The CE mark we know and recognize today was originally an EC mark, but in 1993, this was replaced with the CE mark we use now, which is found in directive 93/68/EEC. This CE mark is abbreviated from the French ‘Conformité Européene’ and is usually displayed on medical devices or on the packaging of medical devices sold in the European Economic Area (EEA). This CE mark is a form of proof that the medical device meets certain EU requirements.
A CE marked medical device, such as a hearing aid or a pacemaker, indicates that it meets the health, safety and environmental standards of the EU, as well as all EU legislation. CE markings aren’t just used for the member states of the EEA but Turkey and Switzerland also use this certification which is applicable to medical devices regardless of whether manufacturing happened inside or outside of the EEA. Because of the wide usage of the CE marking, it’s important that you as a user understand the different types of CE markings you will encounter.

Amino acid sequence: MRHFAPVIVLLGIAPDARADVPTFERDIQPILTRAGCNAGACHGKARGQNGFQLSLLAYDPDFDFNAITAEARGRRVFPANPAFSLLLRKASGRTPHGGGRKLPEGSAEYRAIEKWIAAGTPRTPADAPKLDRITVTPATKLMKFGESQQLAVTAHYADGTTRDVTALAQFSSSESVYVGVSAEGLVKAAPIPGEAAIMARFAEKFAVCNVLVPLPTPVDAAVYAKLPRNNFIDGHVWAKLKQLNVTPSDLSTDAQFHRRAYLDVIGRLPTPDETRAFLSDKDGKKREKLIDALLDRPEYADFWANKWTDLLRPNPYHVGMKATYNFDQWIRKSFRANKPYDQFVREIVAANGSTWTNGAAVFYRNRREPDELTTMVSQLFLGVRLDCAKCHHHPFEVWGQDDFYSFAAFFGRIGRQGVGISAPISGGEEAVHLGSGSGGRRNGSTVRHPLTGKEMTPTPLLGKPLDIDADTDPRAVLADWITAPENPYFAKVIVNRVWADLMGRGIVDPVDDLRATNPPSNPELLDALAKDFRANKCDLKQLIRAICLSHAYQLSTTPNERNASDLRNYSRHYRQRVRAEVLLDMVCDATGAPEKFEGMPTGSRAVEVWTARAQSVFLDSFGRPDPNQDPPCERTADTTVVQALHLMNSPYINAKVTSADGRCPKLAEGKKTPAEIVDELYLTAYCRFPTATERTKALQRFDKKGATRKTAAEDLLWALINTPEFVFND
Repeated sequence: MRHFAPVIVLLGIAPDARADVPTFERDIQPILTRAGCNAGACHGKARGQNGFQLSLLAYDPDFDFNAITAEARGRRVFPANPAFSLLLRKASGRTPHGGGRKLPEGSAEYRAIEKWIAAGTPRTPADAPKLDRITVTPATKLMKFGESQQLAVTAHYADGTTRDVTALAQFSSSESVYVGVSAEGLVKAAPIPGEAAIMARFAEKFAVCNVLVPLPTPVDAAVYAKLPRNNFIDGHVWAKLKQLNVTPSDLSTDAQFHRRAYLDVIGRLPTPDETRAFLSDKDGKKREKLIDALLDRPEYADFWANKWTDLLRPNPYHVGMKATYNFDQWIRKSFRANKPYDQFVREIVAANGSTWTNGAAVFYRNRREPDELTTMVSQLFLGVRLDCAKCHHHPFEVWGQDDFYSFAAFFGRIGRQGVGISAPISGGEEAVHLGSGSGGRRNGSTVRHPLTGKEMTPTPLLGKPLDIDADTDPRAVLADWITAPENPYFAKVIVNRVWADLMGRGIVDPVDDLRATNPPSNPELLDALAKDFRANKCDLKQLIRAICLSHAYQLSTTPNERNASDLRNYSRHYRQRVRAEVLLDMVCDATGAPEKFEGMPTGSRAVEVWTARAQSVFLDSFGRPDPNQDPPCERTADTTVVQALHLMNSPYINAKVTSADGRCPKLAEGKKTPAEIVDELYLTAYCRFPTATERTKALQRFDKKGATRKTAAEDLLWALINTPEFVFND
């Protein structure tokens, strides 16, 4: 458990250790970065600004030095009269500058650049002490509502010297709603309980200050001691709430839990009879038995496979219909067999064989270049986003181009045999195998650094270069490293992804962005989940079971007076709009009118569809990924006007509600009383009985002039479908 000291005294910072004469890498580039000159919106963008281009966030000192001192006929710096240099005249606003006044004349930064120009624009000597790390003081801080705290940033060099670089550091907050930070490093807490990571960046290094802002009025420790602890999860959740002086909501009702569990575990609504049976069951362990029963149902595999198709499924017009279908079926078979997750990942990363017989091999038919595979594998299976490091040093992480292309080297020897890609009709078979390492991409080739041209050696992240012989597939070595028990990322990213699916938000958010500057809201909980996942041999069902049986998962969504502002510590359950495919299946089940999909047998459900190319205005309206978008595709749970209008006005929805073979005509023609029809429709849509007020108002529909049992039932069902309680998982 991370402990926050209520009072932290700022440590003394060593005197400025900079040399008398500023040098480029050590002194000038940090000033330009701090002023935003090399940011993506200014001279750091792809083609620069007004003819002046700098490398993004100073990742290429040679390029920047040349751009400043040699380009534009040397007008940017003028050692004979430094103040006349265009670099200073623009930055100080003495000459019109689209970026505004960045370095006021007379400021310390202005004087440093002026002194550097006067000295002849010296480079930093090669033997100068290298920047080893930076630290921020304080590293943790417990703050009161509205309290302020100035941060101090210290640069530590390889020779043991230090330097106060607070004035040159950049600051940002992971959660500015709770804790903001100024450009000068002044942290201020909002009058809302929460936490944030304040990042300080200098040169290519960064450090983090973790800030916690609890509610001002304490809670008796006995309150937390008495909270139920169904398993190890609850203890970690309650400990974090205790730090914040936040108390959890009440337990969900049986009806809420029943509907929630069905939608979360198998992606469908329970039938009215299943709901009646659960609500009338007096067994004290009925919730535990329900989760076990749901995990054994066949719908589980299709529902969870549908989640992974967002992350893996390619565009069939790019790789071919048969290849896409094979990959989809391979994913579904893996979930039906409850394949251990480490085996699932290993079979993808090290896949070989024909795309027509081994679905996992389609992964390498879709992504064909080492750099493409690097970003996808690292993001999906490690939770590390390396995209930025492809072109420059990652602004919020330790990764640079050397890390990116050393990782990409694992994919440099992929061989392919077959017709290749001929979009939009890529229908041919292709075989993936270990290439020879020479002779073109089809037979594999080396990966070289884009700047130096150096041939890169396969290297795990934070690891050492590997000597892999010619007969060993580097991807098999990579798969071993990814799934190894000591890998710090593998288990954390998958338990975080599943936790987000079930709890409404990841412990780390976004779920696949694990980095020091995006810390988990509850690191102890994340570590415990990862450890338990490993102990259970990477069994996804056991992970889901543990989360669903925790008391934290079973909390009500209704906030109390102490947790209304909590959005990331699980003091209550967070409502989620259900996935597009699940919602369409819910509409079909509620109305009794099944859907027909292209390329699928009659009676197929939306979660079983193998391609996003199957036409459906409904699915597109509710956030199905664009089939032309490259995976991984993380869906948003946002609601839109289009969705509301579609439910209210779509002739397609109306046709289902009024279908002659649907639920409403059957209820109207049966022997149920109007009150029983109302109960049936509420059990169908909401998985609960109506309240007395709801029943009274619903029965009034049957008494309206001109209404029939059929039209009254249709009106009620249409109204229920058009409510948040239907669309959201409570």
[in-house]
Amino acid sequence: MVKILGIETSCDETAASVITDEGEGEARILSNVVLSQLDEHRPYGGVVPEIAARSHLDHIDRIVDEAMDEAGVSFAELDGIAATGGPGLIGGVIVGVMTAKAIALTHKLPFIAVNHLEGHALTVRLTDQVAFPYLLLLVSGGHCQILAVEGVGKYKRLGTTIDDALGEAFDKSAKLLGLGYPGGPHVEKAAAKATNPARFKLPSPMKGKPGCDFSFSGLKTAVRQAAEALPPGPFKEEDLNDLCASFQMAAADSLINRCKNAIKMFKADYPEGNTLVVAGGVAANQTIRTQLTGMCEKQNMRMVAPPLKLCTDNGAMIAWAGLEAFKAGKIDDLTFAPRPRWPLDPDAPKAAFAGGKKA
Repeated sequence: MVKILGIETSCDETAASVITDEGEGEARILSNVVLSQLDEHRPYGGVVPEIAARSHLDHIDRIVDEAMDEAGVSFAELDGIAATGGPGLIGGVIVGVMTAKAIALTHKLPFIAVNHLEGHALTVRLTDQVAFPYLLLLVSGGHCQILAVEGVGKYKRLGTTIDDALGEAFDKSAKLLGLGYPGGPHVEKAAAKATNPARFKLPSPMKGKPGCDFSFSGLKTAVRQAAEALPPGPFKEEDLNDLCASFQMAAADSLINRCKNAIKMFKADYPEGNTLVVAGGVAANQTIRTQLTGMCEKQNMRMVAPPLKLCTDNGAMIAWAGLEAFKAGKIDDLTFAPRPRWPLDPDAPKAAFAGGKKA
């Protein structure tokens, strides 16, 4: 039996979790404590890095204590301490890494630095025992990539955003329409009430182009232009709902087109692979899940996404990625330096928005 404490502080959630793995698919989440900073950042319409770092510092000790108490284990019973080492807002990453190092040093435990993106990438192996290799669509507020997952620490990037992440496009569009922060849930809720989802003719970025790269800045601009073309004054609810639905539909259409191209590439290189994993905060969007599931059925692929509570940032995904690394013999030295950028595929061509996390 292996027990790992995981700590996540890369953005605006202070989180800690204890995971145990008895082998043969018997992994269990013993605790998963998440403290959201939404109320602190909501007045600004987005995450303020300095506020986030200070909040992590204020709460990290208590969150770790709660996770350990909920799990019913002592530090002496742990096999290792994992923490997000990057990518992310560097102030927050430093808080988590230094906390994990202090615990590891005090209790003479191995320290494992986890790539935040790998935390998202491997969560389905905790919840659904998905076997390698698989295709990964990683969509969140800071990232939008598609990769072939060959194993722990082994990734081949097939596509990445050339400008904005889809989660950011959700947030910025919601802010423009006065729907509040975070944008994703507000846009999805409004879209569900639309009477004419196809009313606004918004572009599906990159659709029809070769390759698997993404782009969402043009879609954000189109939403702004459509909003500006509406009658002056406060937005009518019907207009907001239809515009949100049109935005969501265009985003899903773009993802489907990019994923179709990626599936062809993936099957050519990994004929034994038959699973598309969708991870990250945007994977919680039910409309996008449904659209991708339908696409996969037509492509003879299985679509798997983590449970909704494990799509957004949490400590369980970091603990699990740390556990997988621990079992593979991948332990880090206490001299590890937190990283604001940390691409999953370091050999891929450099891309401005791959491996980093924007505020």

The CE mark for European Conformity
If a product is intended to be used for medical purposes, is a contraceptive or is used to clean a medical device, it is likely a medical device. This is something that the manufacturer decides at an early stage, and if the product fulfils the criteria in the Medical Device Regulation (MDR) it will be classified as a medical device and receive the CE mark.
In particular, medical devices must meet the general safety and performance requirements of the MDR. This in turn, means that they have to meet the requirements of various ISO and IEC standards for medical devices.
Manufacturers are only allowed to affix the CE mark on a medical device after meeting those requirements. This means that the CE mark tells you as a consumer that the product is safe to use.